Oral Mass in a Cat
History and Physical Exam: An 11-year-old, castrated male domestic shorthair cat presented for evaluation of a rapidly growing mass along his left rostral maxilla. The owners reported that hyperemia of the mucus membranes had been noticed in that region at his annual physical exam by his local veterinarian. The lesion progressed over the next 5 months and caused loosening of his maxillary canine and incisor teeth. The cat also had a history of hypertrophic cardiomyopathy and hyperthyroidism. Physical examination revealed an approximate 3.5 x 3 x 2 cm gingival mass in the left rostral maxilla displacing the lip. Additional findings included loose teeth, blood-tinged saliva, a moderately enlarged left mandibular lymph node, a palpable thyroid slip and a grade III/VI heart murmur.
What are your ranked differential diagnoses for this lesion?
What is your plan to diagnose and stage this cat?
Figure 1: Oral tumor at initial presentation
The most common oral tumor in cats is squamous cell carcinoma, followed by fibrosarcoma. Less-common oral tumors encountered in cats include epulides (more common in young cats) and melanoma, both of which are rare in the cat as compared to the dog.
In order to obtain a diagnosis, the tumor must be sampled, either via fine needle aspiration or, preferably, a biopsy. Since cancer is the most likely differential for the lesion, the cat should also be staged. Staging tests for oral tumors include a minimum database (CBC, chemistry panel and urinalysis), three-view thoracic radiographs and regional lymph node evaluation via fine needle aspiration.
This cat underwent a workup including bloodwork, urinalysis, thoracic radiographs, mandibular lymph node aspiration and a punch biopsy of the mass. The minimum database was generally unremarkable. Three-view thoracic radiographs revealed a possible pulmonary metastatic nodule (only visible on one view and superimposed over the cardiac silhouette). Fine needle aspiration of the left mandibular lymph node revealed lymphoid hyperplasia. Histopathology of the biopsy revealed an amelanotic malignant melanoma.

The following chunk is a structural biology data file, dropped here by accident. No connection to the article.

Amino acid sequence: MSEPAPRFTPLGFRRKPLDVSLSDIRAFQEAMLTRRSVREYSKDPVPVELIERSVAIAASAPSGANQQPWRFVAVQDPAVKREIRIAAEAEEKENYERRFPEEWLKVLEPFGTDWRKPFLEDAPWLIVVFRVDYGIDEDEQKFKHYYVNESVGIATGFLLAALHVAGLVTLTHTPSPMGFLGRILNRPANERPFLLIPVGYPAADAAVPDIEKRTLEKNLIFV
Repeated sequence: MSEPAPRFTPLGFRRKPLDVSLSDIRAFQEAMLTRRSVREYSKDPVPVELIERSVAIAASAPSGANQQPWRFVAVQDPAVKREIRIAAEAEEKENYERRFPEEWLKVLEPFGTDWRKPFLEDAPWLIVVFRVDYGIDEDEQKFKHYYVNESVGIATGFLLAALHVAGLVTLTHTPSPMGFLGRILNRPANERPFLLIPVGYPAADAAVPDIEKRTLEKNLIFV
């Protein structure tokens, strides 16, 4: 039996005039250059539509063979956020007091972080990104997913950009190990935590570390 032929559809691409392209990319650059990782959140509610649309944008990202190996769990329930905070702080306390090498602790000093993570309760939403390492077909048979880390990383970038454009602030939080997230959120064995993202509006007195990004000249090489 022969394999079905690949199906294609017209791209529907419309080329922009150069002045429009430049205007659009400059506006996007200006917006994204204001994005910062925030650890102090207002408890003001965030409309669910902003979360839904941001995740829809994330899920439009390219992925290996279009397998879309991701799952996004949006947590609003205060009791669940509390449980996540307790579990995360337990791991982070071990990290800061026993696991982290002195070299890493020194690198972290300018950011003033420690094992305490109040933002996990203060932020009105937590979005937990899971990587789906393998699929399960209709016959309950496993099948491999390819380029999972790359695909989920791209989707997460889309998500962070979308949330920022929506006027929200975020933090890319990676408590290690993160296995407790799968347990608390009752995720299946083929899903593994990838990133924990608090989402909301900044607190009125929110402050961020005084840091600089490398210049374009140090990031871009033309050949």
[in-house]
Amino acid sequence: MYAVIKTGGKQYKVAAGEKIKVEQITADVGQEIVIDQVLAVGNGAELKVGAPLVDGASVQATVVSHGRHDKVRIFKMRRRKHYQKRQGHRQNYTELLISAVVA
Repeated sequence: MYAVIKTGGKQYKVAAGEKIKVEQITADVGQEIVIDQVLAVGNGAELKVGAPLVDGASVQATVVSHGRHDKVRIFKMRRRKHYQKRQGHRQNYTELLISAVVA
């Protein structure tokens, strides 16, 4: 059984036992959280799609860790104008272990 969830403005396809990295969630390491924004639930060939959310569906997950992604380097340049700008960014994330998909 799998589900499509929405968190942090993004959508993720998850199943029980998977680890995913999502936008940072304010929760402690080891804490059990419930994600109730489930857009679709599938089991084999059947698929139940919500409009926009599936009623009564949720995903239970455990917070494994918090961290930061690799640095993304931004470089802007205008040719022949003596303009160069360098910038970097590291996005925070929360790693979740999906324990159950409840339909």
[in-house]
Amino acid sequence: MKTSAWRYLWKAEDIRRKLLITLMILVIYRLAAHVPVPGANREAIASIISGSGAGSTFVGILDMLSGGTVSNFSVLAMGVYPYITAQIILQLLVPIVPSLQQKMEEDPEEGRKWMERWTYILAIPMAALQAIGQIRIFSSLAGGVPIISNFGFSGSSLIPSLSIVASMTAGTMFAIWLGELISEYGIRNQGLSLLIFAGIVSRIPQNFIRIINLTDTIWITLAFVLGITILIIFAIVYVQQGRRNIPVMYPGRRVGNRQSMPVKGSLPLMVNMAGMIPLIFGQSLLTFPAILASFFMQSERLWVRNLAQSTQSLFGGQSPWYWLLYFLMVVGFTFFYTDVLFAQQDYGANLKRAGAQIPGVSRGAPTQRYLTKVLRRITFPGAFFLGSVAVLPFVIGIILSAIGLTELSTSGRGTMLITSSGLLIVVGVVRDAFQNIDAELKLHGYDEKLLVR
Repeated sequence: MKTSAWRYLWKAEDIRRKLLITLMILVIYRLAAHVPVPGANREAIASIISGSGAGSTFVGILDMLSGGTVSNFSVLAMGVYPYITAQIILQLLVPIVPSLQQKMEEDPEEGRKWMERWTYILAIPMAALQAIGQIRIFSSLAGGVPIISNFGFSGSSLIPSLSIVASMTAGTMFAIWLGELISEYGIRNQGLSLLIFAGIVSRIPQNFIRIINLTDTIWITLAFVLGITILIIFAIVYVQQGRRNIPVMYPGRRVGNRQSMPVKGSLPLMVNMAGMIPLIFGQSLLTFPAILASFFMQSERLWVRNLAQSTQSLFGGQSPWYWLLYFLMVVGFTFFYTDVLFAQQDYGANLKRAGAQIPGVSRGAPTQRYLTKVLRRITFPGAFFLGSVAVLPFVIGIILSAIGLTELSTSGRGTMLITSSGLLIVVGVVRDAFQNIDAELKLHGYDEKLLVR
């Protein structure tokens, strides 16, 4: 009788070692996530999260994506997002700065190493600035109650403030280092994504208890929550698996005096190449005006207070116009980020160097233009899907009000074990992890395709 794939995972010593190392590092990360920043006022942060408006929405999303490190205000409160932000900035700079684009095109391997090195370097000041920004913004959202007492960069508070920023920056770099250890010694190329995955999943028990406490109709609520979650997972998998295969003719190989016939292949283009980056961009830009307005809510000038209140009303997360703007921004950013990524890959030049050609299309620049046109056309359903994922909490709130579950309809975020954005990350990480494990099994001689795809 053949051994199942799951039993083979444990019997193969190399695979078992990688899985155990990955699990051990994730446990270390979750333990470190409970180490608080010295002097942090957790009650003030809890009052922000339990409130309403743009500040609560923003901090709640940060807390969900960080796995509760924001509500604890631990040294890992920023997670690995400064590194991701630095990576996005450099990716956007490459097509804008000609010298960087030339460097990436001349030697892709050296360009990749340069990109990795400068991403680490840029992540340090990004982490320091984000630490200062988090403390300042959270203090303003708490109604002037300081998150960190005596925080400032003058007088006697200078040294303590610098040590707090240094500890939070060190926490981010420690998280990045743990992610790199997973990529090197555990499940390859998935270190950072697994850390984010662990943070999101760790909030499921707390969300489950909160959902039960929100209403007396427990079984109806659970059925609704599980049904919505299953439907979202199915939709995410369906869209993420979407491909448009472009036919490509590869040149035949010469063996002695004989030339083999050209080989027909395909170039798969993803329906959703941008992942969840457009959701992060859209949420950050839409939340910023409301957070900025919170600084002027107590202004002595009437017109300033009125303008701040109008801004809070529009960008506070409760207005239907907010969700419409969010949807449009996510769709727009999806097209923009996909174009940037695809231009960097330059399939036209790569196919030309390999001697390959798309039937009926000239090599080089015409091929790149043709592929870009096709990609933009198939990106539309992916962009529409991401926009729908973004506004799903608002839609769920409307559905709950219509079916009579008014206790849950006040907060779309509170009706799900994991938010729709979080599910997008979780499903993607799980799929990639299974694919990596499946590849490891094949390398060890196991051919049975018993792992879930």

Figure 2: Radiation therapy setup showing the radiation beam field. A soft tissue equivalent material (bolus) is taped over the tumor. The bolus functions to modify the radiation dose distribution and ensure full dosage to the tumor.
Given the extent of his tumor and the possible pulmonary metastatic disease, this cat was treated with palliative radiation therapy. The primary tumor and mandibular lymph nodes were treated with external beam radiation therapy using 6 MV photons in parallel opposed fields. He was given 8 Gy per fraction in four weekly fractions for a total dose of 32 Gy. The cat had a marked response to radiation therapy. At the time of the last fraction, his tumor was 1.7 x 1.3 x 2 cm, corresponding to approximately 75% reduction in volume. Since radiation therapy only treats the local oral disease, follow-up systemic chemotherapy and/or the melanoma vaccine were also recommended but declined by the owner. His tumor was well controlled until approximately 2.5 months after the completion of radiation therapy, when the tumor rapidly regrew. He was euthanized 2 weeks later, approximately 4 months after the initial diagnosis.
Figure 3: Oral tumor at final radiation therapy treatment
Oral melanoma is very rare in cats, accounting for approximately 0.3% of all feline oral tumors. The tumor is highly malignant and locally invasive. In one report of 4 cats, mean survival rate was only 61 days, with all cats being euthanized for metastatic disease. Radiation therapy is often helpful in local tumor control but the response is short-lived. The median survival for 5 cats treated with hypofractionated radiation therapy (24 Gy given in 8 Gy fractions on days 0, 7, and 21) was only 146 days (range 66-224 days).
Reference: Farrelly J, Deman DL, Hoenhaus AE, et al. Hypofractionated radiation therapy of oral melanoma in five cats. Vet Radiol Ultrasound 2004;45:91-93.